AUTHORSAigwi, Itohan Esther
Nwadike, Amarachukwu Nnadozie
CATEGORIES2020 Conference Papers Architectural Science, Design and Environment Science, Urban Science Conference Papers
The adaptive reuse of historical buildings is currently trending as a practical approach to urban and seismic resilience, relying on expertise from different professional backgrounds ranging from conservation, planning, architecture, engineering, to interior design. This paper explores the applicability of a performance-based Multiple Criteria Decision Assessment (MCDA) framework to prioritise underutilised historical buildings for adaptive reuse in Auckland, New Zealand, while balancing the diverse interest of all relevant stakeholders. Findings from this study revealed the significant potentials of the performance-based framework, both as an evidence-based measurement tool to prioritise underutilised earthquake-prone historical buildings in Auckland’s central business district and as an effective decision-making strategy. Also, the framework allowed the inclusion of diverse stakeholders’ through the integration of collaborative rationality, hence, ensuring consistency and transparency in the decision-making process. The performance-based methodology has exciting implications for local councils, heritage agencies, architects, urban planners, policymakers, building owners and developers in New Zealand, as a guide to advance their understandings of (i) the intangible values of optimal historical buildings perceived by the community as worthy of protection through adaptive reuse; and (ii) the targeted needs of communities in the new functions of an optimal alternative from a group of representative historical building alternatives.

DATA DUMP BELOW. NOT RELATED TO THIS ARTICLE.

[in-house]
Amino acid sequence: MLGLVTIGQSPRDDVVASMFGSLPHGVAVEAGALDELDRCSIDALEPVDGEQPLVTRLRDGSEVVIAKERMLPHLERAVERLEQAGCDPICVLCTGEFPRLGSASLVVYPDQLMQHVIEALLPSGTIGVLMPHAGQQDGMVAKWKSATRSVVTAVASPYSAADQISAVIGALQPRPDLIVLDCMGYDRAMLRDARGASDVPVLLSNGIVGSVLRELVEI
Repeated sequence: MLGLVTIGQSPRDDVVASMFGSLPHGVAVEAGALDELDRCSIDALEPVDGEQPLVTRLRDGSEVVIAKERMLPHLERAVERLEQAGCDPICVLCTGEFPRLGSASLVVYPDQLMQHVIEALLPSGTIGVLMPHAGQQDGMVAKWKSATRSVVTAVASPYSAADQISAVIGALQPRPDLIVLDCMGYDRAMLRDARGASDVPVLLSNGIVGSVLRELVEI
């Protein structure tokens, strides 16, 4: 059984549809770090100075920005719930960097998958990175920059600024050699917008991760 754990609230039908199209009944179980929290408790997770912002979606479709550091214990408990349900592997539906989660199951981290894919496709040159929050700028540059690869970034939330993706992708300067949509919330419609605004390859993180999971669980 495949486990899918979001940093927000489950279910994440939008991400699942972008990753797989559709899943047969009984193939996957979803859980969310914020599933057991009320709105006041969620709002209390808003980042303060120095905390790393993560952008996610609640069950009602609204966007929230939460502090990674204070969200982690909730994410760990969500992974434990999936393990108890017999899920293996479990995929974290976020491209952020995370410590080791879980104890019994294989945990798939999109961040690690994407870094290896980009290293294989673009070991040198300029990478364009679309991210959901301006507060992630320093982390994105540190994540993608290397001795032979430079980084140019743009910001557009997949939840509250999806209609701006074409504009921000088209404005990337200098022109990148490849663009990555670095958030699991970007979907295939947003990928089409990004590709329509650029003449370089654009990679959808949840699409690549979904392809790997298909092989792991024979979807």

Keywords: Adaptive reuse; performance-based framework; prioritise; historical buildings